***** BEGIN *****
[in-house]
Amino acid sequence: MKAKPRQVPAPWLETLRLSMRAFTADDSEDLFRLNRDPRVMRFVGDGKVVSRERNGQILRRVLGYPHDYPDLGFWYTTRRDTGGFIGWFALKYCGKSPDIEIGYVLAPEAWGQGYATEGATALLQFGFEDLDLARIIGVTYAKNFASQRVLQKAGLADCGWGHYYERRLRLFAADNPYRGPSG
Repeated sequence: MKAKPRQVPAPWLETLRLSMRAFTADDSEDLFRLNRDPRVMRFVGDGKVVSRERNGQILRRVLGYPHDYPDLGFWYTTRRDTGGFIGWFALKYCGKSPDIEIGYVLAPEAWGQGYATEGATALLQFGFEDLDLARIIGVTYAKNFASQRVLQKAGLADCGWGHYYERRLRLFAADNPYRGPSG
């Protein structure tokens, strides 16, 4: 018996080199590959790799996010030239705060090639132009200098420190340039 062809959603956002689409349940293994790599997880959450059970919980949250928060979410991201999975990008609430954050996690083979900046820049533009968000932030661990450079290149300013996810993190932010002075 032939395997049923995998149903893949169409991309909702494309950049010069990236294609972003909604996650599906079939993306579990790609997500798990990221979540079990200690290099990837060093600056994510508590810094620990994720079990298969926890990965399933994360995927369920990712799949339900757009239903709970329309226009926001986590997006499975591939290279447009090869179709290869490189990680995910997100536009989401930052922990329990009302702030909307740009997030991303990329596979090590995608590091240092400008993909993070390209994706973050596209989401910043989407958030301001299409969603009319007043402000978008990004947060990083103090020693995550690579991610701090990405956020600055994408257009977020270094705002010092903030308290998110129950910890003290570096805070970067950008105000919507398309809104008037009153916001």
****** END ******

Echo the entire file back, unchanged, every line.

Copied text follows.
[in-house]
Amino acid sequence: MKAKPRQVPAPWLETLRLSMRAFTADDSEDLFRLNRDPRVMRFVGDGKVVSRERNGQILRRVLGYPHDYPDLGFWYTTRRDTGGFIGWFALKYCGKSPDIEIGYVLAPEAWGQGYATEGATALLQFGFEDLDLARIIGVTYAKNFASQRVLQKAGLADCGWGHYYERRLRLFAADNPYRGPSG
Repeated sequence: MKAKPRQVPAPWLETLRLSMRAFTADDSEDLFRLNRDPRVMRFVGDGKVVSRERNGQILRRVLGYPHDYPDLGFWYTTRRDTGGFIGWFALKYCGKSPDIEIGYVLAPEAWGQGYATEGATALLQFGFEDLDLARIIGVTYAKNFASQRVLQKAGLADCGWGHYYERRLRLFAADNPYRGPSG
């Protein structure tokens, strides 16, 4: 018996080199590959790799996010030239705060090639132009200098420190340039 062809959603956002689409349940293994790599997880959450059970919980949250928060979410991201999975990008609430954050996690083979900046820049533009968000932030661990450079290149300013996810993190932010002075 032939395997049923995998149903893949169409991309909702494309950049010069990236294609972003909604996650599906079939993306579990790609997500798990990221979540079990200690290099990837060093600056994510508590810094620990994720079990298969926890990965399933994360995927369920990712799949339900757009239903709970329309226009926001986590997006499975591939290279447009090869179709290869490189990680995910997100536009989401930052922990329990009302702030909307740009997030991303990329596979090590995608590091240092400008993909993070390209994706973050596209989401910043989407958030301001299409969603009319007043402000978008990004947060990083103090020693995550690579991610701090990405956020600055994408257009977020270094705002010092903030308290998110129950910890003290570096805070970067950008105000919507398309809104008037009153916001």